Direct marketing

While the old Renewable Energy Act provided investment security by ensuring a fixed Feed-in Tariff for 20 years, the government now implements mandatory direct marketing. The reform foresees the mandatory direct marketing first for renewable energy plants with a capacity over 500 kW (from August 2014 onwards). From 2016 onward, this will also apply to installations over 250 kW and from 2017 installations over 100kW. Hence, owners are forced into a marketing system with immense bureaucracy and increased risk for them. It excludes energy cooperatives and private investors from the market – which have hitherto been the backbone of the energy transition.

Quota system instead of Feed-in Tariffs

The government foresees a change of the renewable energy policy approach from the successful FiT to a tender or quota system by 2017. Doing so scraps the determining success element – the purchase obligation – which provided guaranteed grid access for renewable energies and thus enabled the uptake of renewables in Germany. Studies and experience from several countries prove that a FiT system results in cheaper electricity than the quota model. Further, due to volatile market and trading prices for certificates, plant operators are affected by a lasting trend of little planning security. This has a major impact on the variety of actors involved in the energy market because energy cooperatives, farmers and individuals do not have the resources to take part in elaborate bureaucratic tendering.

Feed-in Tariff (FiT) surcharge

With the FiT surcharge, consumers pay the difference between the fixed price for renewable energy fed into the grid and the sale of the renewable energy at the energy stock market. As the price of renewable electricity on the stock market decreased, the amount of the FiT surcharge therefore increased. This leads to the paradox of electricity consumers paying more for their electricity through the surcharge added to their bill despite decreasing prices on the stock market. This mechanism was created by former governments and is not addressed in the new Renewable Energy Act reform. The reform, therefore, will be unable to achieve its ultimate goal of cost reduction.


This analysis shows why the Renewable Energy Act Reform is not and does not deserve the term “Feed-in Tariff 2.0 (FiT 2.0)”: It does not build on the successes of the best policy of the past but rather ends it. This policy development demonstrates again the shift from public to corporate government which cannot and must not be accepted. The transition to 100% renewable energy is a political decision and an ethical imperative which our government must take up. In times of climate change, energy policy is not about seeking competition between clean and dirty energy sources but about providing a path towards 100% RE. Our government has the moral duty to protect and empower its people – not its corporations. The energy market as designed by the German government is a market that disproportionately robs the 99% and rewards the 1%. It is neither a free market nor a liberal market. It is a 1% market that serves the short-term profit interests of a few.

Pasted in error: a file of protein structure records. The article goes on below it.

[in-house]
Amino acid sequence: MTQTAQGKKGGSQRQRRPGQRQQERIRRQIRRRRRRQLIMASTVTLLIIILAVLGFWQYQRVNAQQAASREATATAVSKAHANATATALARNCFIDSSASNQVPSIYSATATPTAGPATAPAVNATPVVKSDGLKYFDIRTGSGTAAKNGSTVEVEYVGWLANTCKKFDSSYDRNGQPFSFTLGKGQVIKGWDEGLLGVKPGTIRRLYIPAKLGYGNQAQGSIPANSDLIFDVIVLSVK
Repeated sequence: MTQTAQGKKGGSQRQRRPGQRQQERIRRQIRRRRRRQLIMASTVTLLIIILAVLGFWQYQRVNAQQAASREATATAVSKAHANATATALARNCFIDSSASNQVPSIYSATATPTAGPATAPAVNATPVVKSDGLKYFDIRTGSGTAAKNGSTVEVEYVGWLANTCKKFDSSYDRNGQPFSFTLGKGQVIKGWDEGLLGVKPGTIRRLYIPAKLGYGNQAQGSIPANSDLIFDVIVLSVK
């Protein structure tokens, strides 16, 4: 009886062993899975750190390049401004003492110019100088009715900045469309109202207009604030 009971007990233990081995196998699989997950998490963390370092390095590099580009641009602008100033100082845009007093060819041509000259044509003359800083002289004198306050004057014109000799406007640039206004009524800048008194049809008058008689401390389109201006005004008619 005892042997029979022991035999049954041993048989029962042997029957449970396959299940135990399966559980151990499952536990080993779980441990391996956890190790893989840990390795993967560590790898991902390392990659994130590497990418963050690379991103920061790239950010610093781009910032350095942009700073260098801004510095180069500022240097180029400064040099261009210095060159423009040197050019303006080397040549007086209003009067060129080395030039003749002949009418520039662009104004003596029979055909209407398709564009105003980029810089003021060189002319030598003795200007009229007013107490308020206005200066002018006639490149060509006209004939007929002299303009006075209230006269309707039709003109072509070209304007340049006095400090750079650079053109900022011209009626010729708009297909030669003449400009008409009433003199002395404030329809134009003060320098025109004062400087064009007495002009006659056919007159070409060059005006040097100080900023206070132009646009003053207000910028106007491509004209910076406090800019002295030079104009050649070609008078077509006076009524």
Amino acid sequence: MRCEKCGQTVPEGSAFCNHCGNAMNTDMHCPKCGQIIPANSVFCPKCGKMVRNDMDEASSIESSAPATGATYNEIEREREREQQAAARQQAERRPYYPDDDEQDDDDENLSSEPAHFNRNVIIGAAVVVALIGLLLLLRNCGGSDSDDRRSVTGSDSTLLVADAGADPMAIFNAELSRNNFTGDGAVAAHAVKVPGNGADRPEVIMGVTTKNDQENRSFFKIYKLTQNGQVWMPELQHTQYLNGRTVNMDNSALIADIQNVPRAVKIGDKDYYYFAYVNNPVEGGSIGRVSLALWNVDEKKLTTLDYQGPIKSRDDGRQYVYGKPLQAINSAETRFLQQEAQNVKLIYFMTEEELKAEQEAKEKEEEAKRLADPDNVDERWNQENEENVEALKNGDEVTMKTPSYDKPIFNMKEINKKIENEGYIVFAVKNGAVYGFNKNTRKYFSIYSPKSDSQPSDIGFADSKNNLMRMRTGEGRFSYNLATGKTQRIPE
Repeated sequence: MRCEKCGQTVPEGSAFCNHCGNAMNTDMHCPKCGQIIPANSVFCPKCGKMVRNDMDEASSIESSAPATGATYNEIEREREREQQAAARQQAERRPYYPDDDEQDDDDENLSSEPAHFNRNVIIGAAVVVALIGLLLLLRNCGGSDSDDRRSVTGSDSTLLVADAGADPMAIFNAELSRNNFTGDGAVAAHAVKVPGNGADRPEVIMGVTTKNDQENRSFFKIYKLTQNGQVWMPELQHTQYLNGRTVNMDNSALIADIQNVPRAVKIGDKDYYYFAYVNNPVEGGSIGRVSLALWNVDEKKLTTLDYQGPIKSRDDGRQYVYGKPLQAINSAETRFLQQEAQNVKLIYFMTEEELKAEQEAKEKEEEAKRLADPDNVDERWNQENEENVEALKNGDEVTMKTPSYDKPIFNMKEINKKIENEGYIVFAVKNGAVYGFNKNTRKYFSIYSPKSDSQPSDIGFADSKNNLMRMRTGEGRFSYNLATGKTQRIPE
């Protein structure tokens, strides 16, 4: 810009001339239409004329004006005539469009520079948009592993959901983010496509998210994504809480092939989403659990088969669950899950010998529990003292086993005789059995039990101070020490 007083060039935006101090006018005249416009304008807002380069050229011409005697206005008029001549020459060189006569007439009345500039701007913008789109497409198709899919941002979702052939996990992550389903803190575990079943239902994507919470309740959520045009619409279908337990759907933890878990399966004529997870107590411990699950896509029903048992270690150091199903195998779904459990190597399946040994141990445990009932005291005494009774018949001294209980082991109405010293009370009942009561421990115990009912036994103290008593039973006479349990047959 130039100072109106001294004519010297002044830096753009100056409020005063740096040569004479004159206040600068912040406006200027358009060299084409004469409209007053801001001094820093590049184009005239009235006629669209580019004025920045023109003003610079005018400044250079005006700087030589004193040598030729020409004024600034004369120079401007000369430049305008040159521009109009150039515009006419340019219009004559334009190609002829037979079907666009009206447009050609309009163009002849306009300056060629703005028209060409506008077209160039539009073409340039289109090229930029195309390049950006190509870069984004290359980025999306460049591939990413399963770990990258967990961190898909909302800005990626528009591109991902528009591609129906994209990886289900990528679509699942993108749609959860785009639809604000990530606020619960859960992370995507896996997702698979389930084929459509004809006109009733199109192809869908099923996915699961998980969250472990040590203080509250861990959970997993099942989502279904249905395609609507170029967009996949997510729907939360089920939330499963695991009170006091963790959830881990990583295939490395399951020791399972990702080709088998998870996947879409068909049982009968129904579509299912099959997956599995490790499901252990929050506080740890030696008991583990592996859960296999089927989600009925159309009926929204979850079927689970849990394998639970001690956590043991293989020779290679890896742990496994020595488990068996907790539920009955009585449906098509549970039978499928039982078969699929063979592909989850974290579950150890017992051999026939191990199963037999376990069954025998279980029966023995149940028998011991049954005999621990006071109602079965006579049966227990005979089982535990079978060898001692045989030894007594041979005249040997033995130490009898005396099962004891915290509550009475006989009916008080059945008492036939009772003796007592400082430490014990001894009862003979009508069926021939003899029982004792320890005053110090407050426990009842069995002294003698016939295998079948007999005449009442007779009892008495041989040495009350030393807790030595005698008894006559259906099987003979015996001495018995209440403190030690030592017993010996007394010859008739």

For further information on the Renewable Energy Act Reform by the German Ministry of Economy and Energy (in German) please click here. This article by Anna Leidreiter is reposted with permission and was first published at World Future Council.


Anna Leidreiter is the Senior Programme Manager for Climate Energy at the World Future Council. She carries out policy research and develops advocacy campaigns with the climate energy team. In her main capacity Anna works on enabling policy frameworks for a global energy transition towards 100% renewable energies as well as a transformation of urban areas towards regenerative systems.


  1. Michael says

    Nice but gloomy article.
    I’m a bit confused regarding the ” direct marketing” concept.
    The producer still gets the FiT. The only difference is that you have to have contracted partner who markets your energy into the market and not the TSO. For this you get a surcharge to “incentivise” and pay for imbalances. This is of course more complicated for smaller players. Have I understood the concept?
    Many thanks

  2. Monne Depraetere says

    I find this article poorly researched with very unbalanced arguments and therefore I am disappointed as I generally find energytransitions analysis very interesting. The growth cap for biomass is 100MW, not 1GW. Also, I don’t see how trying to let renewables grow in a more controlled (rather than much slower) fashion equates to ‘putting the interests back into the hands of those who have a deep interest in remaining with conventional, dirty fossil energy sources.’ Also where did you find that industry exemptions are the main driver of growth in retail prices? According to energy ministry figures, the exemption burden increased from 0.6 EUR/kWh in 2011 to 1.35 EUR/kWh in 2014. In comparison, the overall EEG increased from 2.05 EUR/kWh to 6.24 EUR/kWh. Clearly industrial exemptions are not the main driver of cost increases but just the growth of renewables in the first place. And in your last section, you can’t argue for politics to take charge of pushing renewables and in the same paragraph deplore the fact that it is not a free or liberal market.